Wood splitting

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Splitting or riving a log

Wood splitting (riving)[1] is an ancient technique used in carpentry to make lumber for making wooden objects, some basket weaving, and to make firewood. Unlike wood sawing, the wood is split along the grain using tools such as a hammer and wedges, splitting maul, or froe.

Woodworking[edit]

In woodworking carpenters use a wooden siding which gets its name, clapboard,[2] from originally being split from logs—the sound of the plank against the log being a clap. This is used in clapboard architecture and for wainscoting. Coopers use oak clapboards to make barrel staves.[1]

Basket making[edit]

Some Native Americans traditionally make baskets from Black ash by pounding the wood with a mallet and pulling long strips from the log.

Firewood[edit]

Log splitting is the act of splitting firewood from logs that have been pre-cut into sections (rounds). This can be done by hand, using an axe or maul, or by using a mechanical log splitter. When splitting a log by hand, it is best to aim for the cracks (called checks), if there are any visible.[3] Some types of wood are harder to split than others, including extremely hard woods, as well as types like gum which your axe will often bounce off of, and cherry, which is typically so twisted it's near impossible to get a clean split, and elm. Any type of wood, being thick or tall, having large knots or twisted grain can make it difficult to split. In some cases it is easiest aim for the edges and split the log into multiple pieces.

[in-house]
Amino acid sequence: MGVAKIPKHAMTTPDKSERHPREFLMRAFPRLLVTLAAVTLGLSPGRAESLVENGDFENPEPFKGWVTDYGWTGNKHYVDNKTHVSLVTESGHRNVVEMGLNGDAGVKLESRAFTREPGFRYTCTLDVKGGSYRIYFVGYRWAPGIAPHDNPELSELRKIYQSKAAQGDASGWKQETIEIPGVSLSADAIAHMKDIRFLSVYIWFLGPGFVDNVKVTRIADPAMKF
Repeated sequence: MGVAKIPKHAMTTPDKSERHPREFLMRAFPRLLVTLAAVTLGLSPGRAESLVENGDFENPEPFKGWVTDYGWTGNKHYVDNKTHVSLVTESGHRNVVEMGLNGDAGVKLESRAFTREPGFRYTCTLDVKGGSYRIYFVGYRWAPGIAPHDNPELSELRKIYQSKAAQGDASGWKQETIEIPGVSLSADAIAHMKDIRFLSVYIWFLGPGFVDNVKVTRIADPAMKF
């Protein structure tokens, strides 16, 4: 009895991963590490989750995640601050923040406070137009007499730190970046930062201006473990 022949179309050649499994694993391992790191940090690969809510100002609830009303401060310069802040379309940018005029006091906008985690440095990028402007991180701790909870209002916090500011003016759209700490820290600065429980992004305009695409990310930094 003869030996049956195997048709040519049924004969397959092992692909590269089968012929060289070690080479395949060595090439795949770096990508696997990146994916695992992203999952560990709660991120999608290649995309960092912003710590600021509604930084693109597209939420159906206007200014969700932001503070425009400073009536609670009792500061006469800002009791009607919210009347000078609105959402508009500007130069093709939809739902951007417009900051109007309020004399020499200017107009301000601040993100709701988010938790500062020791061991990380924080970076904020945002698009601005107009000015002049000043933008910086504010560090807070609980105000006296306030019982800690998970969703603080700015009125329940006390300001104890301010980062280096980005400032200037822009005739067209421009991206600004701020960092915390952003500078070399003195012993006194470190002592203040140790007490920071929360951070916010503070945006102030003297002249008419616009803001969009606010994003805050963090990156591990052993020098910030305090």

Advantages[edit]

The advantages of splitting wood along its grain, rather than sawing it is that the wood is much stronger. Due to this, it was historically used for building ships (e.g. drekars) and traditional skis.[4] A defining feature of shakes, which are like shingles, are that they are split rather than sawn and because the cell structure of the wood remains intact may be more durable, and similarly trunnels when split are stronger than when sawn.

References[edit]

  1. ^ a b "Riving" def. 1.b. Oxford English Dictionary Second Edition on CD-ROM (v. 4.0) © Oxford University Press 2009
  2. ^ "Clapboard" def. 1., 2., and 3. Whitney, William Dwight, and Benjamin E. Smith. The Century dictionary and cyclopedia. vol. 2. New York: Century Co., 1901. 1027. Print.
  3. ^ Brett & Kate McKay. "How to Split Firewood Correctly". The Art of Manliness. Retrieved 2014-02-11. 
  4. ^ Happy People: A year in the Taiga,

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